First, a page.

In our recent visit to Bali aquarich, we were greeted again with two new hybrid varieties of pygmy Angelfish. It looks like this place is an hybrid factory, every month comes with its share of new fish.
Since Mr Su purposefully mixes all kind of Angelfish in his huge spawning pools, it’s always a lottery to try to find out what hybrid crosses we’re going to get. We are always speculating when it comes to half inch juvenile hybrid angelfish. It’s only when they reach adulthood that we can finally give an almost truthfully answer as to what possible mix are in these fish. As for now, it’s only speculation.
Centropyge vroliki x Centropyge flavissimus?
A couple of weeks ago, Mr Su sent us a picture when the fish was barely 1/4 inch, and the yellow hadn’t come out yet. It really looked like a classic Half Black Centropyge vroliki. But since we first saw it, a nice yellow tint developed all over its body.
On these very small juvenile fish it’s often very difficult to actually distinguish some traits. And it takes a massively zoomed in photograph to really be able to see the smallest details. We quickly noticed on the picture a nice blue ring around the eye. These two features led us to thing that the possible other parent is the Lemon Peel, Centropyge flavissimus. This hybrid is found very rarely in the wild, especially in the west Pacific area, and the few specimen have already been collected. But it’s been a while since we heard of one coming up.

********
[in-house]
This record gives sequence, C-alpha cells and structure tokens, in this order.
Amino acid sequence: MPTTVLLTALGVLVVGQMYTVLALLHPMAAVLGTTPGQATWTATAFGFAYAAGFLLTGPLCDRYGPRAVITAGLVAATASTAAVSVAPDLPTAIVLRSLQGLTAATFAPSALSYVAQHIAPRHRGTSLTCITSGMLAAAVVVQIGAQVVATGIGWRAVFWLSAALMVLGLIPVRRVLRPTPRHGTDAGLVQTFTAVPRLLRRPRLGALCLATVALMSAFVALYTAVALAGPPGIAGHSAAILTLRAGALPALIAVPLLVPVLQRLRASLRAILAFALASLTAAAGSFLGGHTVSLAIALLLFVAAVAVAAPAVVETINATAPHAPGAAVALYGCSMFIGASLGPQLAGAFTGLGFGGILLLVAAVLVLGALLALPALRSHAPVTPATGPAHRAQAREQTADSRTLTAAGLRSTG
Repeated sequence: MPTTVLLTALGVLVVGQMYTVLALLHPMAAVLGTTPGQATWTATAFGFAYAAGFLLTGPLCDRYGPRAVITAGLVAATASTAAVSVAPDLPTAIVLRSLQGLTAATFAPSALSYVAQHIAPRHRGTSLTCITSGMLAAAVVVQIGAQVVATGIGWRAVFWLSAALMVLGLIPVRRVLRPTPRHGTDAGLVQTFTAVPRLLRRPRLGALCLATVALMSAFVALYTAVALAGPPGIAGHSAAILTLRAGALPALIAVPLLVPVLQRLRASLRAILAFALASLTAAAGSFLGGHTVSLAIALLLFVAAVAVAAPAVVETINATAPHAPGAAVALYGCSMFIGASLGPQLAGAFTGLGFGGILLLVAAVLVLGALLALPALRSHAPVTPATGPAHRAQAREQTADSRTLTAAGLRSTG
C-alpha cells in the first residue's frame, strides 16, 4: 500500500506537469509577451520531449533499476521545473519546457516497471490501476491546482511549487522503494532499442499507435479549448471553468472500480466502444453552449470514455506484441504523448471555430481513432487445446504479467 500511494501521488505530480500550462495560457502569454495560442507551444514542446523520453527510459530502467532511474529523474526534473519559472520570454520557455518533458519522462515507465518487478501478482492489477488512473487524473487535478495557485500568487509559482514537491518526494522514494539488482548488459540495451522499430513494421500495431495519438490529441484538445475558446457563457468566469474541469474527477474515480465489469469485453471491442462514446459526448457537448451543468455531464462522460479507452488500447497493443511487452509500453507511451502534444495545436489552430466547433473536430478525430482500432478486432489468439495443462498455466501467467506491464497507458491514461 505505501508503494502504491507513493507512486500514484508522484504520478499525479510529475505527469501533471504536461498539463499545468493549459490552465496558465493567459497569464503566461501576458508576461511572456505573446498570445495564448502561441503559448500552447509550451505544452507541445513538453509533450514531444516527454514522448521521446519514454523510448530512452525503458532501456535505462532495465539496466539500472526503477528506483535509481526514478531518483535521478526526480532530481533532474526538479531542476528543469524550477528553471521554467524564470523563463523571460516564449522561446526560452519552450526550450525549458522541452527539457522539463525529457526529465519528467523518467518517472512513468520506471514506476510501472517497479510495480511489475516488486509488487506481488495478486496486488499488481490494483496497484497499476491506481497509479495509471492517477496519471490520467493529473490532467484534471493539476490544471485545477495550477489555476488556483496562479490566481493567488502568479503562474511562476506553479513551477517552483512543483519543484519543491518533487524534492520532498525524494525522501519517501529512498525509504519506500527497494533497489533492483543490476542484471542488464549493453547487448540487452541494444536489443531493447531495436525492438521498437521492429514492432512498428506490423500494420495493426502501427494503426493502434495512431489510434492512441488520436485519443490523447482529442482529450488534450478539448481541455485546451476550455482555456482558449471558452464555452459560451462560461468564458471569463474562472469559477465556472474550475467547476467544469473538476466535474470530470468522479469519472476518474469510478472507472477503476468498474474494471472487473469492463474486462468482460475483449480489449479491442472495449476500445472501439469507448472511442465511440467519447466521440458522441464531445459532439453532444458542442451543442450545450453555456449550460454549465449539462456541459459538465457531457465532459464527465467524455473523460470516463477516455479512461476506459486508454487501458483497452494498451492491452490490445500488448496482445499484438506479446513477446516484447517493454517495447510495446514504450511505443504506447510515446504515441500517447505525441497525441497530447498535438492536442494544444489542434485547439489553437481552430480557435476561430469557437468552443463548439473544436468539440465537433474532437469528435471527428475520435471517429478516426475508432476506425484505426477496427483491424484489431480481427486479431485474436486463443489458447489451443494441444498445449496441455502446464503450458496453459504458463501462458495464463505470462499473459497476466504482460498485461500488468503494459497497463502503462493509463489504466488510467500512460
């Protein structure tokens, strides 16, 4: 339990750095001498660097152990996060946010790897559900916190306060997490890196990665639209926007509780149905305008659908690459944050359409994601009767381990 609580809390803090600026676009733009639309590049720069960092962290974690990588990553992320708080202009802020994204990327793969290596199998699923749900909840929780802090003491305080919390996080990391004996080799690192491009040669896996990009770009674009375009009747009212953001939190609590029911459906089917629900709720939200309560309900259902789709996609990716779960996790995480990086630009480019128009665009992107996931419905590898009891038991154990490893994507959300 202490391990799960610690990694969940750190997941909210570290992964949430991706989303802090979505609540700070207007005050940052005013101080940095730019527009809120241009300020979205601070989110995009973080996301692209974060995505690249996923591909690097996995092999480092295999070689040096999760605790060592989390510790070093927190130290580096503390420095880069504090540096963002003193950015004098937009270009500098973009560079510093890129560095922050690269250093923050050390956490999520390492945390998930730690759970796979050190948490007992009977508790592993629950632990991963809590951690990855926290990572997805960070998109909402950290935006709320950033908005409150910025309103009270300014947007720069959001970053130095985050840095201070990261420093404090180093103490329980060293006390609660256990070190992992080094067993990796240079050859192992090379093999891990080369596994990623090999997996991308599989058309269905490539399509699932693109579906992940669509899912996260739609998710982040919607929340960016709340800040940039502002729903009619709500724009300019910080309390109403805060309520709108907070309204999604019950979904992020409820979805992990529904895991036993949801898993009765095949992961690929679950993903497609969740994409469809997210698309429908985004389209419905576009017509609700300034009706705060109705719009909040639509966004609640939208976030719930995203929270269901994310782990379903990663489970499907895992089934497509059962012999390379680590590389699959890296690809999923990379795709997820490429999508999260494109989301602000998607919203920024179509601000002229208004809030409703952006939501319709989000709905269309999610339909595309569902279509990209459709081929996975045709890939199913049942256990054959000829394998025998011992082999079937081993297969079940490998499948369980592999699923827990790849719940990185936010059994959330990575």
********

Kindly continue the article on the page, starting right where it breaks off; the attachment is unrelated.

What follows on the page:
Lemonpeel halfblack angelfish hybrid from LiveAquaria kicks it up a notch
We are very eager to find out what these fish are going to grow into. And if the whole batch will be similar, or if we will have a full range of different fish.
Centropyge bicolor x Centropyge multicolor?
The other nice treat we were greeted with was another very weird hybrid angel. At the moment the best possible assumption would be a mix of Bicolor Angel (Centropyge bicolor) and Multicolor Angelfish, Centropyge multicolor. The only hybrids of Bicolor Angels we ever heard of was with herald’s yellow Angelfish.
Since the distribution of bicolor and multicolor angelfish is quite different – It’s only possible to find these two species together in Fiji and Samoa – we have never heard of any natural hybrid of these two species. We’re quite familiar with a lot of aberrant Bicolor Angelfish, but Multicolor are a lot harder to come by.
The resulting bicolor x multicolor looks very similar to a joculator, especially the blue ring around the eye, but the faded, bleached sides are pointing to the Multicolor. These two new hybrid fish are soon reaching market size, and will be offered on some few very specialized boutiques. Stay tune, and let us know if you acquire one of them, so we can monitor their adult coloration.